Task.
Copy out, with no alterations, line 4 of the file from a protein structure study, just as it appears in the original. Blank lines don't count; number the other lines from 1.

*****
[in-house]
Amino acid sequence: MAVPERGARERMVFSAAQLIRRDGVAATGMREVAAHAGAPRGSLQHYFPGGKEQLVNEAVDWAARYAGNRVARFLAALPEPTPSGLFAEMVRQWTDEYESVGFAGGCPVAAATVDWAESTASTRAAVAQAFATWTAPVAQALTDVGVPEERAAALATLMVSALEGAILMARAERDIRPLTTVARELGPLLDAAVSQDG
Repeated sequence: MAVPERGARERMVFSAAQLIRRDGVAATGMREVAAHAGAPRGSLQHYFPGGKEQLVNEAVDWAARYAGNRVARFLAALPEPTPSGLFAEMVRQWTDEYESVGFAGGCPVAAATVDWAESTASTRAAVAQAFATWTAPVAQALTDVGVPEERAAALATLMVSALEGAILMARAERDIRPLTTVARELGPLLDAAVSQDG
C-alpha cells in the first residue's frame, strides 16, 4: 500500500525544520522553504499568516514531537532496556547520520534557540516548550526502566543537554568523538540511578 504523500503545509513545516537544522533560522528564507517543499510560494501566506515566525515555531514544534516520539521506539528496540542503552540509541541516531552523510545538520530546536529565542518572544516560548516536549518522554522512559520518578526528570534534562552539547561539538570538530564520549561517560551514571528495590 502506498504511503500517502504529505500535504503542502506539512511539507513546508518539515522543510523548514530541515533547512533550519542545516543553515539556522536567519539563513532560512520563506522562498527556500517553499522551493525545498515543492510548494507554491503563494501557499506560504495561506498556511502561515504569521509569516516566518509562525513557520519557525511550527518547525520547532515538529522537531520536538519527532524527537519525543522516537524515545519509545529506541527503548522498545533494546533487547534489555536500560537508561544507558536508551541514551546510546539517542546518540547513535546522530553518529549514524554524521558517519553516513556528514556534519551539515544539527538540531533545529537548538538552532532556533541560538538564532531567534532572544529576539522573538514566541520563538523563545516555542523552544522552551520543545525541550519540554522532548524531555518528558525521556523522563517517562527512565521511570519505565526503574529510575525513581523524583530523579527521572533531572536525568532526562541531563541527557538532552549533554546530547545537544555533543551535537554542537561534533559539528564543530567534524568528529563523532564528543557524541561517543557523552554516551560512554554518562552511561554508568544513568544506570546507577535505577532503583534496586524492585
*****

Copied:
C-alpha cells in the first residue's frame, strides 16, 4: 500500500525544520522553504499568516514531537532496556547520520534557540516548550526502566543537554568523538540511578 504523500503545509513545516537544522533560522528564507517543499510560494501566506515566525515555531514544534516520539521506539528496540542503552540509541541516531552523510545538520530546536529565542518572544516560548516536549518522554522512559520518578526528570534534562552539547561539538570538530564520549561517560551514571528495590 502506498504511503500517502504529505500535504503542502506539512511539507513546508518539515522543510523548514530541515533547512533550519542545516543553515539556522536567519539563513532560512520563506522562498527556500517553499522551493525545498515543492510548494507554491503563494501557499506560504495561506498556511502561515504569521509569516516566518509562525513557520519557525511550527518547525520547532515538529522537531520536538519527532524527537519525543522516537524515545519509545529506541527503548522498545533494546533487547534489555536500560537508561544507558536508551541514551546510546539517542546518540547513535546522530553518529549514524554524521558517519553516513556528514556534519551539515544539527538540531533545529537548538538552532532556533541560538538564532531567534532572544529576539522573538514566541520563538523563545516555542523552544522552551520543545525541550519540554522532548524531555518528558525521556523522563517517562527512565521511570519505565526503574529510575525513581523524583530523579527521572533531572536525568532526562541531563541527557538532552549533554546530547545537544555533543551535537554542537561534533559539528564543530567534524568528529563523532564528543557524541561517543557523552554516551560512554554518562552511561554508568544513568544506570546507577535505577532503583534496586524492585